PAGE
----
The Hibernation Method Used To Age Expensive Cuts Of Steak

Most people (with the exception of pescatarians, flexitarians, vegetarians, and vegans) will sing the praises of a well-prepared, juicy steak, and these folks likely all have strongly-held opinions about which cut of steak is the most tender and flavorful. Many factors should be considered in the production of high-quality beef for that oh-so-perfect steak, such as the breed of cow, how they should be raised, and what type of feed is best, but what about hibernation?

When we think of hibernation, we think of an animal going into a deep sleep or dormant condition to save energy and survive through the winter. But in this case, it's the meat, not the cow, that does the hibernating. Though after consuming a hearty beef dinner, we might become groggy and feel like taking a season-long nap ourselves! So what do we mean when we say hibernation as it applies to pricy cuts of steak?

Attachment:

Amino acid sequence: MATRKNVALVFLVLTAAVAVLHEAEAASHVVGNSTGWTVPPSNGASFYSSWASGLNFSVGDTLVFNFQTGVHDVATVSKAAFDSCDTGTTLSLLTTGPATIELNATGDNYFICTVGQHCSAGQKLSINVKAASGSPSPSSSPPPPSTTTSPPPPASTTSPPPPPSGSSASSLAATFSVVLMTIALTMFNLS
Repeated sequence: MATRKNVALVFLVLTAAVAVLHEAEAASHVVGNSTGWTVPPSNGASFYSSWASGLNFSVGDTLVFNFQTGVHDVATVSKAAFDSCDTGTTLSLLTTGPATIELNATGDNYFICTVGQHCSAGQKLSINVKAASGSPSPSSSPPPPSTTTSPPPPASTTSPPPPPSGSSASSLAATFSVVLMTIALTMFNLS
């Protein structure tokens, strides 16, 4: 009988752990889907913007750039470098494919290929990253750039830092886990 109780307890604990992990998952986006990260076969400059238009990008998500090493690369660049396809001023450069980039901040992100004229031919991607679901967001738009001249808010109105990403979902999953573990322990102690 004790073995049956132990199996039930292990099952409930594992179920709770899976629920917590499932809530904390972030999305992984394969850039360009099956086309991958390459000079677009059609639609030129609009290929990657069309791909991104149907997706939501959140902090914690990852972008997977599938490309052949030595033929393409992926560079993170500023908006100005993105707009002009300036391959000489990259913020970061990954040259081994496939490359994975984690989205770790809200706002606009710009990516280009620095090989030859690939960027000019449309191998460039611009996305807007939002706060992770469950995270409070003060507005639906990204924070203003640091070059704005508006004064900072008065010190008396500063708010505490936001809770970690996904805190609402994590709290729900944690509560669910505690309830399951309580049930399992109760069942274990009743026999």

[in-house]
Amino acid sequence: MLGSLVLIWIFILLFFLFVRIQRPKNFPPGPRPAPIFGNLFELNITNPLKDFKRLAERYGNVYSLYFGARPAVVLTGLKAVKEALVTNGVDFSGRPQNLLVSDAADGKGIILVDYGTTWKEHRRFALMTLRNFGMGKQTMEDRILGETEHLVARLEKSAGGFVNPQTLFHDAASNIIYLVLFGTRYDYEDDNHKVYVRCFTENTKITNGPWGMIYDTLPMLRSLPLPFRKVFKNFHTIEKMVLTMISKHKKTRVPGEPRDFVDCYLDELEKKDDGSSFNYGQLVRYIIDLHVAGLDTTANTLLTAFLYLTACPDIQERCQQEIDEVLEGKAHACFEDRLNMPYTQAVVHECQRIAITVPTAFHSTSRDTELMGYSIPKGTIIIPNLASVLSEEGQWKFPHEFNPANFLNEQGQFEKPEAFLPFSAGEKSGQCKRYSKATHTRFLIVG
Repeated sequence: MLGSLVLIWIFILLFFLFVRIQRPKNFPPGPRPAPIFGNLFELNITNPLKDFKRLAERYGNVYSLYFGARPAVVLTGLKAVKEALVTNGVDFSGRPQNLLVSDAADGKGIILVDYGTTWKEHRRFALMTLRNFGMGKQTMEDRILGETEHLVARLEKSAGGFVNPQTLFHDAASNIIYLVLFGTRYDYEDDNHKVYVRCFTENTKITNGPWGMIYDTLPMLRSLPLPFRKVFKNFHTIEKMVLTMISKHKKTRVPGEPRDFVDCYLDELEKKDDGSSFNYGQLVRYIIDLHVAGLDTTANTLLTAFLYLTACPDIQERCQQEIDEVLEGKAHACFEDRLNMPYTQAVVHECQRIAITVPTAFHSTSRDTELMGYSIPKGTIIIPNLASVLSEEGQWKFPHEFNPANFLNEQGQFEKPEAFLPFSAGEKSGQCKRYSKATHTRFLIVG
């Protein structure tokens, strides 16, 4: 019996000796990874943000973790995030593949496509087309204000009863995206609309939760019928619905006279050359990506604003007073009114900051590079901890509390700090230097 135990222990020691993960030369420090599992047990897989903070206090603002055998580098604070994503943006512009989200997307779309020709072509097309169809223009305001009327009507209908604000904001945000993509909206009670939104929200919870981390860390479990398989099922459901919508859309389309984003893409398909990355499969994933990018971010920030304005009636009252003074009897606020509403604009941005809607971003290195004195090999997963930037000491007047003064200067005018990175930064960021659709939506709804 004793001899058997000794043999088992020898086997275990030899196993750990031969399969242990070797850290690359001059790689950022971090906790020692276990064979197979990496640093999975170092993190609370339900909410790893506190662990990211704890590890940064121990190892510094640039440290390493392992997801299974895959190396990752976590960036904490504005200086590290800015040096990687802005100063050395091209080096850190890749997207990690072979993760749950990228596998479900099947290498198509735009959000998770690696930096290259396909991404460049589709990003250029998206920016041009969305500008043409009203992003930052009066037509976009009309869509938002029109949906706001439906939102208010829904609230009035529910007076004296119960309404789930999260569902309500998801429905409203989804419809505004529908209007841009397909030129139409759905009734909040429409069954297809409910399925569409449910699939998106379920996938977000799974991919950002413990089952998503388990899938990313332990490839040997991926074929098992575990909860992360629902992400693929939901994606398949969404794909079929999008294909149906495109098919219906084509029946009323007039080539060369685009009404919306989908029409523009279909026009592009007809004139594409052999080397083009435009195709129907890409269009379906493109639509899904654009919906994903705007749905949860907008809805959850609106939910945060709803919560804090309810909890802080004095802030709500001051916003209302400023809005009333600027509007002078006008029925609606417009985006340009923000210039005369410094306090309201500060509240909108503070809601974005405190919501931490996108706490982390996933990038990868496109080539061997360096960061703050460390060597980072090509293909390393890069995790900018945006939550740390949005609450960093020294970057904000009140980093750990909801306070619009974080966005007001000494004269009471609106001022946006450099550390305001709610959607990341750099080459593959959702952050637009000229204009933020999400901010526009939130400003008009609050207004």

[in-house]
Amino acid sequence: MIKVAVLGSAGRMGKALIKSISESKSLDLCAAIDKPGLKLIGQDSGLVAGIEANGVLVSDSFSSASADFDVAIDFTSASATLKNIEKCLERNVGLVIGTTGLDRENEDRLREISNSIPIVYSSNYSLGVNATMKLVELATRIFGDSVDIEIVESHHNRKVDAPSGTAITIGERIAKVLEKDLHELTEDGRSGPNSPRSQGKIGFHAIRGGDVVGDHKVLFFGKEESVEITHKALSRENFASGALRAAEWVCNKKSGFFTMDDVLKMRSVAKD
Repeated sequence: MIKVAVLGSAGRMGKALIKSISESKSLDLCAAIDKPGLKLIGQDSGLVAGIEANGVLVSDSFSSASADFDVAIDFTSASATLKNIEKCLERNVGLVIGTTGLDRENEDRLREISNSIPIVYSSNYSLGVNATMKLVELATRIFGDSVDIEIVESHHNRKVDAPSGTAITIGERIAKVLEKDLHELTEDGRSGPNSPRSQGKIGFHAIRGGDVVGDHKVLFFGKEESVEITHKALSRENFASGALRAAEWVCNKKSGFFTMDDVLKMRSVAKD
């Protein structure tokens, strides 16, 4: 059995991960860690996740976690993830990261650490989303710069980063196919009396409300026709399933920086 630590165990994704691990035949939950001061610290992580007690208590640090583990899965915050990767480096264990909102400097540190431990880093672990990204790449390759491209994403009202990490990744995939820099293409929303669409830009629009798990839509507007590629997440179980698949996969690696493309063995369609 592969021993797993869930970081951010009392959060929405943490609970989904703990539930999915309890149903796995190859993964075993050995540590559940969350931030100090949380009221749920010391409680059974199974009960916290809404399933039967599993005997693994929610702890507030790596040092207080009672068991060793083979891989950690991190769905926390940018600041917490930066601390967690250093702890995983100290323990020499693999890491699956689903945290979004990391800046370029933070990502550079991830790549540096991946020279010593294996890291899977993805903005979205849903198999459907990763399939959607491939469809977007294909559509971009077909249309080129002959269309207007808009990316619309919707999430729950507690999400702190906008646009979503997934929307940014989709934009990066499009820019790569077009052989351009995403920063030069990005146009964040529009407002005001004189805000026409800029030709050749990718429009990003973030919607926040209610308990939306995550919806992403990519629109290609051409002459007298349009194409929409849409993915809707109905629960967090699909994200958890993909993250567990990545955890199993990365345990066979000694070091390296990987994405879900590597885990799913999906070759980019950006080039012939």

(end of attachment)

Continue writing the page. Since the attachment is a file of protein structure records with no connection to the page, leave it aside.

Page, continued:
Putting beef to sleep

The method of steak hibernation was first introduced in the 1990s by the French Polmard family, which has been in the business of breeding and butchering cattle since 1846 (per CNN Travel). Hibernation, according to Robb Report, is a method in which the beef is dried with cold air blowing roughly 50 miles per hour, and then frozen for long periods at -45 degrees Fahrenheit. Where dry-aged beef is normally stored and aged for several weeks, this process can preserve the meat for as long as 15 years and is a method that is "believed to retain the flavor, texture and quality of the beef better than other" ones (via Maxim). 

According to CNN Travel, the Polmard family uses only meat from free-range cattle because the stress-free life produces lower amounts of glycogen and lactic acid, which they believe produces meat that is more flavorful and tender. Further, their method of aging beef produces steaks that, because of demand, are exclusive to the most famous chefs in the world (per Robb Report). So, where might one go to taste these sought-after hibernated steaks? Well, one possibility, according to Maxim, is by dining at the Four Seasons Hotel in Hong Kong, where, for a mere $4000 plus $390 per person, you can order an 8-course meal that includes the pampered beef. 

So if you happen to come into a mammoth-size inheritance, head right over and try it out!